The Hello World programs are actually doing a lot of work, as shown in Figure 2-4, though most of it happens transparently.
Figure 2-4. Simplified processing path for the Hello World programs
When the code runs, Rails interprets the request for http://localhost:3000/hello/ as a call to the
Hello controller. It has a list of routing rules, managed through a config/routes.rb
file you can edit—this is just the default behavior. Controllers can have
multiple methods, but the default method (just like when you request an HTML file)
index. Rails routing functionality then
index method, which sets up some basic
When the controller is done, Rails passes its data to the view in the app/views/hello directory. How does it know to go there? Thanks to the magic of naming conventions, that view processing (possibly including layouts) generates an HTML result, which gets sent to the browser.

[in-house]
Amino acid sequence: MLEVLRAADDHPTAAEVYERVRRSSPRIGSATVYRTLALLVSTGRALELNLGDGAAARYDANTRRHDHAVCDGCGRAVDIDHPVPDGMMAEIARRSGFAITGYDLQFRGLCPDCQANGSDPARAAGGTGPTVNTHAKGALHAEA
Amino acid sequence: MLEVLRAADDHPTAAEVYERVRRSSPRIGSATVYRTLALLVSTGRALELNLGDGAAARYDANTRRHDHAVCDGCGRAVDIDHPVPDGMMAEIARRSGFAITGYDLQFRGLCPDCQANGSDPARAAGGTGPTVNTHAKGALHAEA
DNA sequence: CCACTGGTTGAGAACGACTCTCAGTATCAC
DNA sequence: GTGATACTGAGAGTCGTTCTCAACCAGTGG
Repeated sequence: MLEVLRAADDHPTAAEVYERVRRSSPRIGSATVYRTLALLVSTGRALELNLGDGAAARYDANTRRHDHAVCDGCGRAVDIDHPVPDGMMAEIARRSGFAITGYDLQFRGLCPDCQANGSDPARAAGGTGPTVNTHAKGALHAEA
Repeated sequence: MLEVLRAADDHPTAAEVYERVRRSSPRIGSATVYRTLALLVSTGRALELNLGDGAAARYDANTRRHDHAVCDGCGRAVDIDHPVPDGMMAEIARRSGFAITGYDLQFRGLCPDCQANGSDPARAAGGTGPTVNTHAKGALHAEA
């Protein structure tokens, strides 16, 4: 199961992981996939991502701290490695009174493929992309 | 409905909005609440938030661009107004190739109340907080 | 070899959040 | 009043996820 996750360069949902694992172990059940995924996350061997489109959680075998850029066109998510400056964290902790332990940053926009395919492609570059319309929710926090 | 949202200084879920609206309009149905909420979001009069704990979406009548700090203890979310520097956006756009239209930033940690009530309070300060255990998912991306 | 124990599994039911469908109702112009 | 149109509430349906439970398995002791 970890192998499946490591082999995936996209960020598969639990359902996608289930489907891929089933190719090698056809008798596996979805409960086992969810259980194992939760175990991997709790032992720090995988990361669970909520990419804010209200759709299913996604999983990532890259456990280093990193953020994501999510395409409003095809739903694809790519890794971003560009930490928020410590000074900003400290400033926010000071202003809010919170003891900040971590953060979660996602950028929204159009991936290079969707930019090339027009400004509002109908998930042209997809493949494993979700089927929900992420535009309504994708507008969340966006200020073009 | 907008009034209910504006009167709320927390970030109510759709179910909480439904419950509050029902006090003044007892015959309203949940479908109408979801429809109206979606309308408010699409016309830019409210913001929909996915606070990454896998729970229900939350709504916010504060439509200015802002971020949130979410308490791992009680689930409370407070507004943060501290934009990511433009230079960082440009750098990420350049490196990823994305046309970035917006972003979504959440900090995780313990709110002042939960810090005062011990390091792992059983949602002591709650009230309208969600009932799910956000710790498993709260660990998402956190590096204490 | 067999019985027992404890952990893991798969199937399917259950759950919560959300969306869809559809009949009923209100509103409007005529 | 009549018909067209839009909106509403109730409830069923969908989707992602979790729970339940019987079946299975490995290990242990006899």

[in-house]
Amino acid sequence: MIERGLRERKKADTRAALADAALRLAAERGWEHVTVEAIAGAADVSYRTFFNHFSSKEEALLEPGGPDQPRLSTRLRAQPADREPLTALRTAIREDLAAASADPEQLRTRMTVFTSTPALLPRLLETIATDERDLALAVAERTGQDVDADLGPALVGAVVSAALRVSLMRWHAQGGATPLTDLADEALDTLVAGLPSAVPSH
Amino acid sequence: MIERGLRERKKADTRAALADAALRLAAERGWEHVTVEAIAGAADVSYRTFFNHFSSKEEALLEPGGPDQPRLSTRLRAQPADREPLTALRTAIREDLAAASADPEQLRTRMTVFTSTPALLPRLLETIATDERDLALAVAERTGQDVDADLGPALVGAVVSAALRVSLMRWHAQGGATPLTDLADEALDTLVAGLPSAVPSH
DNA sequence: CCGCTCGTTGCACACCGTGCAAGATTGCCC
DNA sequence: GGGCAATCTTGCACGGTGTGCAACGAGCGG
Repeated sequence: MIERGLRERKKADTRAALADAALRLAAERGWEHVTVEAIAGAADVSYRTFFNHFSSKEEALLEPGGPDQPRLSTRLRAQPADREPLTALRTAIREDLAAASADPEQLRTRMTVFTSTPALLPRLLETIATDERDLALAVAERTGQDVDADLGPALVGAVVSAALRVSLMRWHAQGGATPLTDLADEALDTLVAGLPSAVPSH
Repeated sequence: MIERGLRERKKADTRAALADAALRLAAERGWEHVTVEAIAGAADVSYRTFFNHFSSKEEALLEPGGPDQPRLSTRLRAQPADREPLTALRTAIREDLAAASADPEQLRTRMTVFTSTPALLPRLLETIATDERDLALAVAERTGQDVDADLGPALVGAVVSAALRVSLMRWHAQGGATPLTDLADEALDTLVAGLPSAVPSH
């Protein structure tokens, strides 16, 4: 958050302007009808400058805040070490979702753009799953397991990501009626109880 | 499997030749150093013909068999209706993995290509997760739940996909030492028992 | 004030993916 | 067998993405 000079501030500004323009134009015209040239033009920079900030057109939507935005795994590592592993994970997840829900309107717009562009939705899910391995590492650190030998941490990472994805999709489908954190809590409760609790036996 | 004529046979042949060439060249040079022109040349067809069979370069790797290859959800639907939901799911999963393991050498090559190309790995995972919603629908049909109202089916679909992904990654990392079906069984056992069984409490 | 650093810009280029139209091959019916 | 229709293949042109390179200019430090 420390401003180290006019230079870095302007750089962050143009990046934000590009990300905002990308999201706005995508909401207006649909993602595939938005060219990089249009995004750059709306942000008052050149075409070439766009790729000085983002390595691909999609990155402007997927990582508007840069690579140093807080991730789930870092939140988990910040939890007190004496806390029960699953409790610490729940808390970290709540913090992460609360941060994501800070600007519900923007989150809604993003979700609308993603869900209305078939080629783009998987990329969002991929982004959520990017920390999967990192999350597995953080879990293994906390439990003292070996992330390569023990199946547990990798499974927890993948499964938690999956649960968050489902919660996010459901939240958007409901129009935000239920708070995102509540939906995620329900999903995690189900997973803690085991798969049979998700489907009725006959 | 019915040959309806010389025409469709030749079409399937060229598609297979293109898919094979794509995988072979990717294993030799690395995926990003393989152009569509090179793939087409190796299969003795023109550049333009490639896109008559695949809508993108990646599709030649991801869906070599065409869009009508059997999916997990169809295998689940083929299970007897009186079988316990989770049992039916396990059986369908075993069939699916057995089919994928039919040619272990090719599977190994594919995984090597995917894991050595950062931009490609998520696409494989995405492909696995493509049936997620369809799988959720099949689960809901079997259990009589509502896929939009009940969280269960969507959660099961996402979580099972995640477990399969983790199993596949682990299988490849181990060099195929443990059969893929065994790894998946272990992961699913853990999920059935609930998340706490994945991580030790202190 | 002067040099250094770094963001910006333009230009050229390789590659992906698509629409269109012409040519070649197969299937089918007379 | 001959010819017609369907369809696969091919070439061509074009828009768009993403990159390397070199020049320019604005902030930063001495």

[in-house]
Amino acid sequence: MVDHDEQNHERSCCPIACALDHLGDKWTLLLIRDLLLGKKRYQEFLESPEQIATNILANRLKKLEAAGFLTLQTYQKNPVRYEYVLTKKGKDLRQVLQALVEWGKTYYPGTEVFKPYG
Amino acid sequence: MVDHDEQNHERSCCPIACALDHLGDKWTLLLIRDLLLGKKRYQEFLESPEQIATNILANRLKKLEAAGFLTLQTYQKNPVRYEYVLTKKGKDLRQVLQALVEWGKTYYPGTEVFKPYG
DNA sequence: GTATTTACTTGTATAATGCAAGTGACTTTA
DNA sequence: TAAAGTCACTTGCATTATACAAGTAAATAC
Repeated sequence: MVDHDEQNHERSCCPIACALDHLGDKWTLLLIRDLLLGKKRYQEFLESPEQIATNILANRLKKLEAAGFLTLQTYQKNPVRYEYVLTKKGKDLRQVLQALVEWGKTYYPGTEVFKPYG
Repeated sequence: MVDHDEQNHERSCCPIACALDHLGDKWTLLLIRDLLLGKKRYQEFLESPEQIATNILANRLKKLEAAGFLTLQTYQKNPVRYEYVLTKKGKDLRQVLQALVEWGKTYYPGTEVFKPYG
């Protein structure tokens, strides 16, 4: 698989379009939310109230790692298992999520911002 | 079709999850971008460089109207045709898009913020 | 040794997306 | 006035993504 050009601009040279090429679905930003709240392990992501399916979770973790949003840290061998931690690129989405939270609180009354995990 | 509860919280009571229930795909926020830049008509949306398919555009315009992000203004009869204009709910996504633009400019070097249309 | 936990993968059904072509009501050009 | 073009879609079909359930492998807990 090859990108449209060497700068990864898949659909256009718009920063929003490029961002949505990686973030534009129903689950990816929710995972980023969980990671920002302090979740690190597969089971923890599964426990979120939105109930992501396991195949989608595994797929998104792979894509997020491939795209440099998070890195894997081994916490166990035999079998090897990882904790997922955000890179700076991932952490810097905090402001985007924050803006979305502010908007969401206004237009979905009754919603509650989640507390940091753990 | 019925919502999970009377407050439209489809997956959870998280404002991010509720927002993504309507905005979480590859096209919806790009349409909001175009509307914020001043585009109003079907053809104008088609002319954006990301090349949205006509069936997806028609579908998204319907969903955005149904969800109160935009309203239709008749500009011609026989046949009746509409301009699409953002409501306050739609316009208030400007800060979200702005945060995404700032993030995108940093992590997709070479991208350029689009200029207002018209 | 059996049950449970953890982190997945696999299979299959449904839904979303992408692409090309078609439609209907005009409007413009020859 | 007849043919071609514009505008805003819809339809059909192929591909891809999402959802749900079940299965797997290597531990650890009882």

Rails applications have lots of moving parts, but you can usually look at the parts and guess (or control) what Rails is going to do with them. As you’ll see in later chapters, the connections between controllers and models and models and databases rely heavily on such naming conventions and default behaviors. The connections that Rails creates in this way won’t solve all of your problems all of the time, but they do make it easy to solve a wide variety of problems most ...